Article abstract: Parker’s ironic wit, astute observations, and acute verse, along with her place at the Algonquin Round Table, made her one of the twentieth century’s most popular writers.
Dorothy Rothschild was born on a rainy August night in 1893, at her family’s summer home on the shore of West End, New Jersey. Her father, Jacob Henry Rothschild, was the son of German-Jewish immigrants who came to the United States in the wake of the revolutions that spread across Europe in 1848. J. Henry, as he preferred to be known, joined his father in the men’s furnishings business. In 1868, he fell in love with his neighbor, Eliza Annie Marston, the daughter of Christian English gun merchants. The disapproval of her family kept the two apart for ten years, during which time Eliza took a job teaching public school; they finally married in 1878.
Dorothy, who was born when Eliza was forty-two years old, was the last of four children. The family lived the comfortable lives of the upper middle class, hiring Irish maids and residing on the fashionable Upper West Side. Disaster, however, does not acknowledge wealth: On July 20, 1898, when Dorothy was four years old, Eliza died of a combination of acute colic and heart disease.
Within less than two years, Henry married another well-educated gentile, Eleanor Francis Lewis. Dorothy cordially despised both her and the Blessed Sacrament Academy where Eleanor convinced Henry to enroll her as a day student. Eleanor’s determination to see Dorothy accept Christian dogma kept the two at constant loggerheads. Their struggles ended in April, 1903, when Eleanor died suddenly of a cerebral hemorrhage.
After Eleanor’s death, Dorothy attended the academically rigorous Miss Dana’s School in Morristown, New Jersey, where she learned Latin and French and was required to recite poetry. She graduated in 1911. From that moment until her father’s death in 1913, Dorothy’s social life revolved around tedious parties, piano playing, and composing silly rhymes to send to her father while she sat on the wide verandas of various seaside hotels.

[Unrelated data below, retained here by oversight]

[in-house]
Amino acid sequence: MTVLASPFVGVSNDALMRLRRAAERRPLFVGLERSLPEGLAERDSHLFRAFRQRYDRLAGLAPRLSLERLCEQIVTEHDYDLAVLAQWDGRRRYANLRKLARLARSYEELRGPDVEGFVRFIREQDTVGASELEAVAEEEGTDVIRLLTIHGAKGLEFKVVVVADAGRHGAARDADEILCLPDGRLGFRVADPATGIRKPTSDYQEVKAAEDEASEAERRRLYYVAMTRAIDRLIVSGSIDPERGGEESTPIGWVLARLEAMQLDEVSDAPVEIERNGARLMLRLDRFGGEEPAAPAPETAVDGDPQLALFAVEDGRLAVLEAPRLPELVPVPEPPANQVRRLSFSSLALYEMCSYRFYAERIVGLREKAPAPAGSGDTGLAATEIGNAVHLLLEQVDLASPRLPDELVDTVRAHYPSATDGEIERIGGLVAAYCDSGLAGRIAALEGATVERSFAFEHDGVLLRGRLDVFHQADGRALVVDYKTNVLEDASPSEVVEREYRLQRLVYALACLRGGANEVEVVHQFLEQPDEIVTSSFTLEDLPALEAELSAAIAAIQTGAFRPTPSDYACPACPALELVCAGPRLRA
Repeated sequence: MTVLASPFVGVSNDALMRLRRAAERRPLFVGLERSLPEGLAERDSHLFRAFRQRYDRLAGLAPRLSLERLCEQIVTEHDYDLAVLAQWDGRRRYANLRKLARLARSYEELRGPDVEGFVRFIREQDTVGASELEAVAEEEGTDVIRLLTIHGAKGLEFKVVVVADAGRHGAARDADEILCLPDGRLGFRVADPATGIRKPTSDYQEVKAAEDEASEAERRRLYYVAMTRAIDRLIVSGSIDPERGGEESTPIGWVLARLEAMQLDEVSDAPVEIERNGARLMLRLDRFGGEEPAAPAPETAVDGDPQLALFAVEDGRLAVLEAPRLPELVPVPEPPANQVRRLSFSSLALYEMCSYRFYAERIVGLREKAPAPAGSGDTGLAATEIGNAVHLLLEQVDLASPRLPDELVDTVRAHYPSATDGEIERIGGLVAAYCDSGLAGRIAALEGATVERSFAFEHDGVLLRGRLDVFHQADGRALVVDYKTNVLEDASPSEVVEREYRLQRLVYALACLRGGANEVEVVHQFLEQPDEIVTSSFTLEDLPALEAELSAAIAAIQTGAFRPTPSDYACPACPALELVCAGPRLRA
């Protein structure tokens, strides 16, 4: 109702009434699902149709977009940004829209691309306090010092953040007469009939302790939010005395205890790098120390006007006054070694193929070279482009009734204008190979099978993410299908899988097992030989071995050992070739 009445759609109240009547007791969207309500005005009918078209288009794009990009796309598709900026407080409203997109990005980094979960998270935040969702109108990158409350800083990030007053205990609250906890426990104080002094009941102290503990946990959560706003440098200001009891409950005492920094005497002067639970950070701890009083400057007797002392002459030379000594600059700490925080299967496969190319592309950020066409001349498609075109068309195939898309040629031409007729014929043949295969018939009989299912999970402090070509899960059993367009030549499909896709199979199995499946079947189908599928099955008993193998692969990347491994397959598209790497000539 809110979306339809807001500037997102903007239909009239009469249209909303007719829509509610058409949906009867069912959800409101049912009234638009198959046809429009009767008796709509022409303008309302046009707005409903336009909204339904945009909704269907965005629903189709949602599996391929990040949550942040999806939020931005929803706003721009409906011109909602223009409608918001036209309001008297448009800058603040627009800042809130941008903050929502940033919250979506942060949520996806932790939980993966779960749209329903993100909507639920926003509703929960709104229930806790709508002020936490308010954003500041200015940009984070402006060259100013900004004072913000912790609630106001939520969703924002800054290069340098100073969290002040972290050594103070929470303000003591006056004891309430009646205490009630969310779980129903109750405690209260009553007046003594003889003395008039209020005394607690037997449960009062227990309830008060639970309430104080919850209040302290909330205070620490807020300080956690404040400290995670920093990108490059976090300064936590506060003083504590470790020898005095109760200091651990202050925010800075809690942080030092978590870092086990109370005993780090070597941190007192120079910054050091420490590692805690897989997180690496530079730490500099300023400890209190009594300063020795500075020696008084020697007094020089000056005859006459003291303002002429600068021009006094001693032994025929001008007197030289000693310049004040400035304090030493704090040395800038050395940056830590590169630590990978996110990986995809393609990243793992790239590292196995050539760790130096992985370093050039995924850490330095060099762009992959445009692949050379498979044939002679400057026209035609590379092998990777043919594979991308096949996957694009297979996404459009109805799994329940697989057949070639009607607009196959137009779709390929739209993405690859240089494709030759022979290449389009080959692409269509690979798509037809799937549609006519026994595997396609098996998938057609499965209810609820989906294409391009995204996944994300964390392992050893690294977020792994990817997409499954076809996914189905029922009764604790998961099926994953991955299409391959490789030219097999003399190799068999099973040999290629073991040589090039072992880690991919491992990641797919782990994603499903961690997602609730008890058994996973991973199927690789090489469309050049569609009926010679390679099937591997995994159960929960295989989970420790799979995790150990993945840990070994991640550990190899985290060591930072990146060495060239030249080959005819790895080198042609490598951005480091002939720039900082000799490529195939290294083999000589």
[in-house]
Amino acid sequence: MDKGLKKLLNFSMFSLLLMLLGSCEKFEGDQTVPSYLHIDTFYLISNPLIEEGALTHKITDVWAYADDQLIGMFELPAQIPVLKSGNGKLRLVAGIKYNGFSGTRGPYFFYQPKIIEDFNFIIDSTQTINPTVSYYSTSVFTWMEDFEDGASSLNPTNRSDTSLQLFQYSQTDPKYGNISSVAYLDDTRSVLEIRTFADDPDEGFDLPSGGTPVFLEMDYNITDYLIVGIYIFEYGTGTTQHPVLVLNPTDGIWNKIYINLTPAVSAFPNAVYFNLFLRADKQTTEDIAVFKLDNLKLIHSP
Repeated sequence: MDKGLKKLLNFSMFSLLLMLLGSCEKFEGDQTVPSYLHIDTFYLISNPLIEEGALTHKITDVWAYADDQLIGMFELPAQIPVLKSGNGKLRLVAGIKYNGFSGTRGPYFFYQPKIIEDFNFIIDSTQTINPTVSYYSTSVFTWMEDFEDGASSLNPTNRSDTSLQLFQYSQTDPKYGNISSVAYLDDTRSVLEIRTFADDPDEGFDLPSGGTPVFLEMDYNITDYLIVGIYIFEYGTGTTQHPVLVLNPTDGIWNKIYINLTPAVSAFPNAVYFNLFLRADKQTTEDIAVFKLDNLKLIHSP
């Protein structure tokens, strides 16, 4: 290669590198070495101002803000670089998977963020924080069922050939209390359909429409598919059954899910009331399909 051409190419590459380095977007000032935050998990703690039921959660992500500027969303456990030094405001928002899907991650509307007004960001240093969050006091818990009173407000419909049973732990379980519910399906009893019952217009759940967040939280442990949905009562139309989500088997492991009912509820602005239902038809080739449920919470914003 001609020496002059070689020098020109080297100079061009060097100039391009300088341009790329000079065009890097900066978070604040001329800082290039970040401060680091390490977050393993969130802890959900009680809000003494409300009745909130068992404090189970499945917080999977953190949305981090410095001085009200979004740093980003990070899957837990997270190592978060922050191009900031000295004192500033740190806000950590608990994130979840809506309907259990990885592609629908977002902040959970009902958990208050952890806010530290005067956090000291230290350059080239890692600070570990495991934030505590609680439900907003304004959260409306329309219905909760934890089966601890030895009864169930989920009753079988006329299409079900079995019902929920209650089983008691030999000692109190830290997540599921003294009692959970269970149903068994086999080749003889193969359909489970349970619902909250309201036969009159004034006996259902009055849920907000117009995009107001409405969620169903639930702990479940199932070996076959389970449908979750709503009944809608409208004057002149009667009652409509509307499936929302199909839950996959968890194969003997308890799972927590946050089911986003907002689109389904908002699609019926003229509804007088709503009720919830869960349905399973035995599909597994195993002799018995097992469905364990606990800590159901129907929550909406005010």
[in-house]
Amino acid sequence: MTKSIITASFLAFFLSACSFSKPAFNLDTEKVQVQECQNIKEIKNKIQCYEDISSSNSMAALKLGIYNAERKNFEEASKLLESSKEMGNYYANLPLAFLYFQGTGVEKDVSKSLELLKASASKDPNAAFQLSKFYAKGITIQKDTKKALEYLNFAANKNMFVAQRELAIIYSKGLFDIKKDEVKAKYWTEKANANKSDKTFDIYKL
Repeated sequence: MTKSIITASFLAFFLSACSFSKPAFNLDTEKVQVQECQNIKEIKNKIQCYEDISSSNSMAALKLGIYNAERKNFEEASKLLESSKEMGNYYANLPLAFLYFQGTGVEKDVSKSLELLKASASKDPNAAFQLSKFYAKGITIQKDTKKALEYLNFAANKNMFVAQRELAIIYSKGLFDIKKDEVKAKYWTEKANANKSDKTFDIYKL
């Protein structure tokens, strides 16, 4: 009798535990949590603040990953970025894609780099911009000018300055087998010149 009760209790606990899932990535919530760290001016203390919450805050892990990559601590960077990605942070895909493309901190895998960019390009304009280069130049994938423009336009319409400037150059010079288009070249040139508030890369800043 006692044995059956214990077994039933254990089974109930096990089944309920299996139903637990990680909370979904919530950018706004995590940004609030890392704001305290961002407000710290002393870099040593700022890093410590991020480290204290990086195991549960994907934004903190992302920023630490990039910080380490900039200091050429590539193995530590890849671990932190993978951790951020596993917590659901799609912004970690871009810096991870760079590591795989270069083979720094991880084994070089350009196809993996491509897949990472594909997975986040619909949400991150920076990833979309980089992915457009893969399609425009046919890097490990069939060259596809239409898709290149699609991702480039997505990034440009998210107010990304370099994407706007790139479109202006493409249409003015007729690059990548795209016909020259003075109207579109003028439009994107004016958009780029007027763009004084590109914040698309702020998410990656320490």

Henry’s death on December 28, 1913, marked the end of Dorothy’s comfortable, middle-class life for a time. After the siblings divided up the household goods, Dorothy was forced to support herself by playing the piano at various Manhattan dance schools. She amused herself in the off-hours by writing light verse. Although she professed not to think of verse as a serious vocation, she thought enough of her efforts to send pieces to various publishers, including Franklin Pierce Adams, writer of the newspaper column “The Conning Tower,” and to Frank Crowninshield at Vanity Fair.
Acceptance finally came in 1914, when Crowninshield sent a letter accepting Dorothy’s poem “Any Porch” and a payment of twelve dollars. Thrilled, Dorothy immediately proposed that he might offer her a job as well. When he declined, she continued banging out tunes for would-be flappers. A few months went by, followed by another letter from Crowninshield, this time offering Dorothy a job at Vanity Fair’s sister publication Vogue. Her career was about to begin.
At Vogue, Dorothy’s wit showed itself in the advertising copy and picture captions she was assigned to write. “Brevity,” she quipped in one of her most-quoted captions, “is the soul of lingerie.” During this period, she met her first husband, a handsome young stockbroker named Edwin Pond Parker II. The two married over the protests of his well-connected Protestant family but lived together only briefly; Parker enlisted as an ambulance driver and shipped out to the battlefields of Europe almost immediately.
By 1918, Parker’s clever way with words had finally earned her a position on the editorial staff of Vanity Fair. Only twenty-four years old, Parker became New York’s only woman drama critic, replacing P. G. Wodehouse during his leave of absence. The reviews she wrote, penned in her highly individual style, attracted her first broad audience and put her name on the lips of sophisticated New Yorkers.
At Vanity Fair, Parker met two lifetime friends, Robert Benchley and Robert E. Sherwood, witty, relatively unknown writers who, like Parker, were poised on the brink of success. The three went everywhere together, including the first luncheon of the group that was to become the renowned Algonquin Round Table. Alexander Woolcott, Edna Ferber, Harpo Marx, George S. Kaufman, Irving Berlin, and many other celebrated authors, critics, artists, and songwriters gathered around this table for daily, lunchtime exchanges of ideas, observations, and witty repartee. Parker was reputedly the wittiest of the bunch, waiting calmly in the midst of the daily babble until she saw an opening for her deadly, often profane barbs, which the petite brunette delivered in a soft, cultivated voice.
(The entire section is 2058 words.)